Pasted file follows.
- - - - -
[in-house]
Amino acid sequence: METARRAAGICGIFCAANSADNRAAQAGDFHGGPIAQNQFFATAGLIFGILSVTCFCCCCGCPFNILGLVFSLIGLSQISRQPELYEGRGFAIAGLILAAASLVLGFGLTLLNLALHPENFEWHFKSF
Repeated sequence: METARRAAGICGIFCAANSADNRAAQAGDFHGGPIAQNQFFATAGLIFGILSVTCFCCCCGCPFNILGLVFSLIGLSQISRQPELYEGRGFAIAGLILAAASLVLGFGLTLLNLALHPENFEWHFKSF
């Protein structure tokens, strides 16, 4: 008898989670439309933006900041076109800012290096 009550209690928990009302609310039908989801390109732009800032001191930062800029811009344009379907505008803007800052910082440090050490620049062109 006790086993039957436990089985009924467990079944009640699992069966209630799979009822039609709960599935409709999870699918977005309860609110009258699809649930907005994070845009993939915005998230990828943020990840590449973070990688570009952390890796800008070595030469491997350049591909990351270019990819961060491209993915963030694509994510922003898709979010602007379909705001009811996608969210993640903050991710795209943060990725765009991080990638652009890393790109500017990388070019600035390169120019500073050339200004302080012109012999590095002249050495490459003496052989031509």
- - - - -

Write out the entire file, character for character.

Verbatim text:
[in-house]
Amino acid sequence: METARRAAGICGIFCAANSADNRAAQAGDFHGGPIAQNQFFATAGLIFGILSVTCFCCCCGCPFNILGLVFSLIGLSQISRQPELYEGRGFAIAGLILAAASLVLGFGLTLLNLALHPENFEWHFKSF
Repeated sequence: METARRAAGICGIFCAANSADNRAAQAGDFHGGPIAQNQFFATAGLIFGILSVTCFCCCCGCPFNILGLVFSLIGLSQISRQPELYEGRGFAIAGLILAAASLVLGFGLTLLNLALHPENFEWHFKSF
């Protein structure tokens, strides 16, 4: 008898989670439309933006900041076109800012290096 009550209690928990009302609310039908989801390109732009800032001191930062800029811009344009379907505008803007800052910082440090050490620049062109 006790086993039957436990089985009924467990079944009640699992069966209630799979009822039609709960599935409709999870699918977005309860609110009258699809649930907005994070845009993939915005998230990828943020990840590449973070990688570009952390890796800008070595030469491997350049591909990351270019990819961060491209993915963030694509994510922003898709979010602007379909705001009811996608969210993640903050991710795209943060990725765009991080990638652009890393790109500017990388070019600035390169120019500073050339200004302080012109012999590095002249050495490459003496052989031509």